Securing Cryptos In A Vulnerable World
There’s a certain irony to the contention that a central quality to blockchain technology is its secure cryptographic design. Security is touted but security is a challenge.
There’s little question that the consensus and hashing processes make fraudulent activity exceptionally difficult. In addition, the use of key-pairs provides a rigorous authentication mechanism.
That said, blockchain-based systems, particularly those supporting cryptocurrencies, have been the victim of a high number of significant cyber-attacks over the years.
Here is a brief summary of some of the worst crypto hacks beginning with the first major attack in 2011.
This hack took place against a Tokyo-based crypto exchange called Mt. Gox. At its peak, Mt. Gox handled 70% of all Bitcoin transactions. Its prominence at the time made it an appealing target. It got attacked twice. First in 2011, the exchange lost 25,000 Bitcoins that were worth at that time around $400,000. It was attacked again in 2014 and lost around 650,000 Bitcoins which were now worth $473 million. At the time, some mystery surrounded the Bitcoins disappearance. Was it bad management, criminal activity, or bugs in the software? While 200,000 Bitcoins were finally recovered, the concluding assessment was that the cryptos were stolen from Mt. Gox’s hot wallet. The exchange finally filed for bankruptcy and was liquidated in April 2014.
An even larger hack occurred in 2018, also to a Japanese exchange called Coincheck. Once again, the vulnerability appeared to be the exchanges’ hot wallet, and the theft amounted to $534 million. This time, the exchange did survive and was later purchased by a Japanese financial service company, the Monex Group.
The largest crypto hack to date occurred in early 2022 and targeted the Ronin Network, a provider to the Axie Infinity blockchain-based gaming platform. Hackers were able to breach the Ronin Network and acquire $625 million worth of Ethereum and USDC, a stablecoin. Security agencies have claimed the attackers were a North Korean state-backed hacking group.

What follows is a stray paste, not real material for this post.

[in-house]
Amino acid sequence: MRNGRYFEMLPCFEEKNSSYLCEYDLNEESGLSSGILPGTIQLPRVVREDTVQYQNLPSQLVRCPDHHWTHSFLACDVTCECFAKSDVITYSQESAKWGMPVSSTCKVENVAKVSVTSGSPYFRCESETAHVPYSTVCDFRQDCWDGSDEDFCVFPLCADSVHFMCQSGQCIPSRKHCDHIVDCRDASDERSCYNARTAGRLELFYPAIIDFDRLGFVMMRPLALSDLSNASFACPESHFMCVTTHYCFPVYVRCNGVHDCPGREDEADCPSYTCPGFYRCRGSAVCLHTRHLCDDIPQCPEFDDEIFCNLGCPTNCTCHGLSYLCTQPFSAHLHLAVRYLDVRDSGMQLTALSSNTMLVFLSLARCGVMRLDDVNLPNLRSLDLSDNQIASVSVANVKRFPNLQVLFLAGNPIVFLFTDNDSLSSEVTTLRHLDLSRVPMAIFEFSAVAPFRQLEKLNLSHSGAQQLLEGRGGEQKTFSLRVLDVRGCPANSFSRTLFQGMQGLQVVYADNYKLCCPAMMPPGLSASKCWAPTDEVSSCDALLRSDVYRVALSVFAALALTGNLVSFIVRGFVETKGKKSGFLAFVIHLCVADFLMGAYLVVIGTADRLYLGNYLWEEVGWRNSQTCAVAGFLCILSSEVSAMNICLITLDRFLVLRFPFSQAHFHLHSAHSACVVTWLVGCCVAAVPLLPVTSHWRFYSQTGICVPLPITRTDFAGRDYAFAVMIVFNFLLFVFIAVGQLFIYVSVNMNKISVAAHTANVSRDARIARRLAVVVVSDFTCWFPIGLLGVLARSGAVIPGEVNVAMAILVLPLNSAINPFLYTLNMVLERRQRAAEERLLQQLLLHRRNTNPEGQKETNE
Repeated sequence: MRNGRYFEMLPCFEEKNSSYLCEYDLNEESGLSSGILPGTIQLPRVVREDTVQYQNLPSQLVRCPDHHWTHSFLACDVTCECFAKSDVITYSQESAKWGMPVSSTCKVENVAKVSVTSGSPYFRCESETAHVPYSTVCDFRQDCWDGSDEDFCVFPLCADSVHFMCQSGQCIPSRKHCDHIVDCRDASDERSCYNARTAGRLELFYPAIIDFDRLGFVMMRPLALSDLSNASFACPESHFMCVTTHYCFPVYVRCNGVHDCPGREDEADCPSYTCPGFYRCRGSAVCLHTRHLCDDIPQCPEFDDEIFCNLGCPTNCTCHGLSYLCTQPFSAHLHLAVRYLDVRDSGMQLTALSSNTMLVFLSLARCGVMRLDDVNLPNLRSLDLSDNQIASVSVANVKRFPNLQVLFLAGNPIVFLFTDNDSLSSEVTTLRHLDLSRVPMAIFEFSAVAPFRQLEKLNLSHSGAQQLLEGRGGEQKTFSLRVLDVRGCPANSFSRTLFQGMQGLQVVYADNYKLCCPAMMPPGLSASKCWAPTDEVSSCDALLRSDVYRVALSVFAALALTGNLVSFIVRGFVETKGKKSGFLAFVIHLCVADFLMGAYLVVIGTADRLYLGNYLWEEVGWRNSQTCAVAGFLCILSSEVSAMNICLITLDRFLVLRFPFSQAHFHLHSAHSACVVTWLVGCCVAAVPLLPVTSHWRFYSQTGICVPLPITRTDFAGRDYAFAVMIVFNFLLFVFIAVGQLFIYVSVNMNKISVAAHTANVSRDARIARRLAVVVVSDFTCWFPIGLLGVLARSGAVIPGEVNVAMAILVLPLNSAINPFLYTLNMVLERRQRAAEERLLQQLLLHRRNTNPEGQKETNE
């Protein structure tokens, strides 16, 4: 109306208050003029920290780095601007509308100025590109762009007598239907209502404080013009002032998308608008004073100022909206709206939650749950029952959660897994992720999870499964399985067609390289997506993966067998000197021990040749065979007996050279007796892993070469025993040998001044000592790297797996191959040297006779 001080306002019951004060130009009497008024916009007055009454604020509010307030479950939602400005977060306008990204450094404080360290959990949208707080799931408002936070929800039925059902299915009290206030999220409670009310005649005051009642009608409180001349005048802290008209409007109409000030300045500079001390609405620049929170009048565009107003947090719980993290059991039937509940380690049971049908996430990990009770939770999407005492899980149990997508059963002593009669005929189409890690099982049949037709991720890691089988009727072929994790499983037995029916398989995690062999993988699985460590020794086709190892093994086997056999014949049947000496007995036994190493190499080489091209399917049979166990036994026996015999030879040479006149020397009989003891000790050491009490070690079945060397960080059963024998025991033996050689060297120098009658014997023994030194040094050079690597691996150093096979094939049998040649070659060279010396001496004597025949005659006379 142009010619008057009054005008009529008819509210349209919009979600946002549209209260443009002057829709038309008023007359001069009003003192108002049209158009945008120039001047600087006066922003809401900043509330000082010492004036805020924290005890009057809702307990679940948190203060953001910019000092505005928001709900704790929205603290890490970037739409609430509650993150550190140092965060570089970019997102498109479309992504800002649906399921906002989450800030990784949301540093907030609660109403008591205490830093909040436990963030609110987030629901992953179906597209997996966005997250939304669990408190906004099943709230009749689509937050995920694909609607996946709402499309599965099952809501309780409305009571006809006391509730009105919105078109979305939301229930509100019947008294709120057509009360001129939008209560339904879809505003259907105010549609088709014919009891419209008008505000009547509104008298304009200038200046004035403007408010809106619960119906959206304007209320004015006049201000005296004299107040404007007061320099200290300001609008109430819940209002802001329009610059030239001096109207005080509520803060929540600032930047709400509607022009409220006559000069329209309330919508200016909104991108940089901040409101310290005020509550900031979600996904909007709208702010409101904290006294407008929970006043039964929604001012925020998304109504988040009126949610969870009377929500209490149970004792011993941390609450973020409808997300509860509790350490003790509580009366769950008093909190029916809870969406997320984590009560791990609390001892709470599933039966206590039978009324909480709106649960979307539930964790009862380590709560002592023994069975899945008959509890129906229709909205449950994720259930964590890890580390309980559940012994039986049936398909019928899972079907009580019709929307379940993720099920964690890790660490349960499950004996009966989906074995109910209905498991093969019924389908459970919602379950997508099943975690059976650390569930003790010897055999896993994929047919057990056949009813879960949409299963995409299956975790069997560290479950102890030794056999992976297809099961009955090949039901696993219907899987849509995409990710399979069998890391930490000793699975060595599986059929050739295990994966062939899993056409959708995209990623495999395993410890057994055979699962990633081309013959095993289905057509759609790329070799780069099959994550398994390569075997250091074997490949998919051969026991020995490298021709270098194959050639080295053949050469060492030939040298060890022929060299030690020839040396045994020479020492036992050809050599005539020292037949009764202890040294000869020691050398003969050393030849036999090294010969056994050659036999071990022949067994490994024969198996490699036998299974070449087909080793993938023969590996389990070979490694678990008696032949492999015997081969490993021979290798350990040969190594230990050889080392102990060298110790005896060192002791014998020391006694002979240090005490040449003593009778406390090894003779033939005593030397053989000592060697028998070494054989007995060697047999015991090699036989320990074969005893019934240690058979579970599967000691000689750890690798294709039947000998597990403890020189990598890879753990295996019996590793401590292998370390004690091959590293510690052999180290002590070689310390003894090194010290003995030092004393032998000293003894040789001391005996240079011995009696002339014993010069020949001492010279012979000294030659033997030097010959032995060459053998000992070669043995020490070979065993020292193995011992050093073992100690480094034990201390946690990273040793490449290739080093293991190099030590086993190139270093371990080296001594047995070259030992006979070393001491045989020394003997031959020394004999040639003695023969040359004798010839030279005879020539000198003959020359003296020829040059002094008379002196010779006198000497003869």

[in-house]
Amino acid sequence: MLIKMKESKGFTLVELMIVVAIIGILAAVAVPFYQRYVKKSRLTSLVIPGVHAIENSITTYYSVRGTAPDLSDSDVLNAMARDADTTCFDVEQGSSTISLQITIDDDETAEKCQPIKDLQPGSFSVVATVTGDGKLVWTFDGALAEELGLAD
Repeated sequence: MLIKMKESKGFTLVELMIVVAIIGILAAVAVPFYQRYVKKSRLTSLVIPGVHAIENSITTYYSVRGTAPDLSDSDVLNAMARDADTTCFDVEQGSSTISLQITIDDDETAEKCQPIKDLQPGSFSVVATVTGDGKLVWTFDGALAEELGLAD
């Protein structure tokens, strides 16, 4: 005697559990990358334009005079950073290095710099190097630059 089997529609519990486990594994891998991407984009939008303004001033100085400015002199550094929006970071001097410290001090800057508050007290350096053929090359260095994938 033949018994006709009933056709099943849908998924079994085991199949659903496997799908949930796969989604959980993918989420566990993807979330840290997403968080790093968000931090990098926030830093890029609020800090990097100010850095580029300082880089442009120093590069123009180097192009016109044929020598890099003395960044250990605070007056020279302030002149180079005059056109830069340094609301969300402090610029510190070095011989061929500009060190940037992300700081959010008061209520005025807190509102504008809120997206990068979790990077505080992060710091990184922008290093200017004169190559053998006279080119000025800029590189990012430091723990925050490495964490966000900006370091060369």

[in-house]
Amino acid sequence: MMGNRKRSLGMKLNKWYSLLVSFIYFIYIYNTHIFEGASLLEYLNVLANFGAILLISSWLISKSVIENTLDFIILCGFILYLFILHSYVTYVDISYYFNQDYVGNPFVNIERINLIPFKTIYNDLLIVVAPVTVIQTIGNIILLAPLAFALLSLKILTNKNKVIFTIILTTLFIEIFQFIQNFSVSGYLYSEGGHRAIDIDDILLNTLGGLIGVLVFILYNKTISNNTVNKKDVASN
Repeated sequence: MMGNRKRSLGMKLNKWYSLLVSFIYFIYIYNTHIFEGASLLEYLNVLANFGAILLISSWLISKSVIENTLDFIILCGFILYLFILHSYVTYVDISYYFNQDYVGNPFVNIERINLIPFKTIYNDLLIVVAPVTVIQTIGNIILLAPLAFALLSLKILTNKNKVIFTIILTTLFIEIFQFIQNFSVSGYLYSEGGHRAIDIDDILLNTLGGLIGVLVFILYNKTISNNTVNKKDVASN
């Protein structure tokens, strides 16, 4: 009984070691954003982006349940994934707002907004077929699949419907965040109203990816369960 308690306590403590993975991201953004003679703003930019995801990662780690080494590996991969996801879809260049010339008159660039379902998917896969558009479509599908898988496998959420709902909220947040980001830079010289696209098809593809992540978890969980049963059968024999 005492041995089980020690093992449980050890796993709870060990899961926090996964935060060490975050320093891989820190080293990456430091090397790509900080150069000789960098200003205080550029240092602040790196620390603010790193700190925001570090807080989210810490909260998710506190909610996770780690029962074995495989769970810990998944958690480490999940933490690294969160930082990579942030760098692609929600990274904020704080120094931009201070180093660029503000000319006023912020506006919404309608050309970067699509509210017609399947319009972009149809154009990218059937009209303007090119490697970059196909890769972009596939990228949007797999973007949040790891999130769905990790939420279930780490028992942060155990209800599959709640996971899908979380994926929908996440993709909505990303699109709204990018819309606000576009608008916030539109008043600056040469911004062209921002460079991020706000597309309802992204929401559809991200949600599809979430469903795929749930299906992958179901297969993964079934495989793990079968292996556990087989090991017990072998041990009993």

In late 2022, the popular Binance exchange suffered a breach and lost $570 million. Hackers were able to create new Binance Coins and then use a creative process to withdraw the funds. In this instance, it was a bug in the blockchain software that allowed the attack to take place. The code that runs on blockchains is referred to as a smart contract.
Most recently, crypto attacks have involved exploiting smart contract weaknesses in some of the more elaborate decentralized finance or DeFi systems. In particular, crypto bridges that connect blockchains and enable the transfer of crypto between them, have been a target. In February 2022, Wormhole, a bridge connecting the Ethereum and Solana blockchains was hacked and around $320 million worth of crypto was stolen. Other even more complex schemes have taken place since.
What is obvious from this summary of major hacks is that they almost always involve crypto exchanges. The weakness appears to be their hot wallets and it lends its support to the notion that you must carefully assess the security measures of the crypto exchange you choose. In addition, you need to consider when your private keys should be moved to cold storage or whether you should manage them yourself.
In addition to security risks with exchanges, increasingly, weaknesses in blockchain and related-systems code have also resulted in vulnerabilities. Part of this is the newness of some of the underlying technology that facilitates the broader crypto ecosystem such as DeFi, gaming, stablecoins, and non-fungible tokens or NFTs. Rapid innovation is often accompanied by code weaknesses that are remedied over time.
If crypto is to have any chance at long-term success, these exchange hacks and code weaknesses in applications will have to become less frequent. Each negative story that drops weakens people’s confidence and makes the market concerned about viability. You can be sure that crypto providers are working hard to reduce these risks.
This excerpt post is adapted from Dr. Jonathan Reichental’s upcoming and completely new version of his popular course, Securing Cryptocurrencies, on LinkedIn Learning. You can also check out Dr. Reichental’s comprehensive Cryptocurrency QuickStart Guide which is available in paperback, eBook, and audio formats: reichental.com/crypto.